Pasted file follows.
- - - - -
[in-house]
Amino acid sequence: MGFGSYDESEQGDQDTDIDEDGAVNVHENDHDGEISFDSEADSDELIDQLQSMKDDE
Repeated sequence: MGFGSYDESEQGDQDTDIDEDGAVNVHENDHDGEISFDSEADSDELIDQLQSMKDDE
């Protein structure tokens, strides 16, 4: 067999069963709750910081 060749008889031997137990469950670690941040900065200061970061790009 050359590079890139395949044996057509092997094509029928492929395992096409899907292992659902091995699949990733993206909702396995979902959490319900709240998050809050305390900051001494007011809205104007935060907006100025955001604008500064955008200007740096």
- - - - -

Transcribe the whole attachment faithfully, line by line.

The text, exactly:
[in-house]
Amino acid sequence: MGFGSYDESEQGDQDTDIDEDGAVNVHENDHDGEISFDSEADSDELIDQLQSMKDDE
Repeated sequence: MGFGSYDESEQGDQDTDIDEDGAVNVHENDHDGEISFDSEADSDELIDQLQSMKDDE
């Protein structure tokens, strides 16, 4: 067999069963709750910081 060749008889031997137990469950670690941040900065200061970061790009 050359590079890139395949044996057509092997094509029928492929395992096409899907292992659902091995699949990733993206909702396995979902959490319900709240998050809050305390900051001494007011809205104007935060907006100025955001604008500064955008200007740096």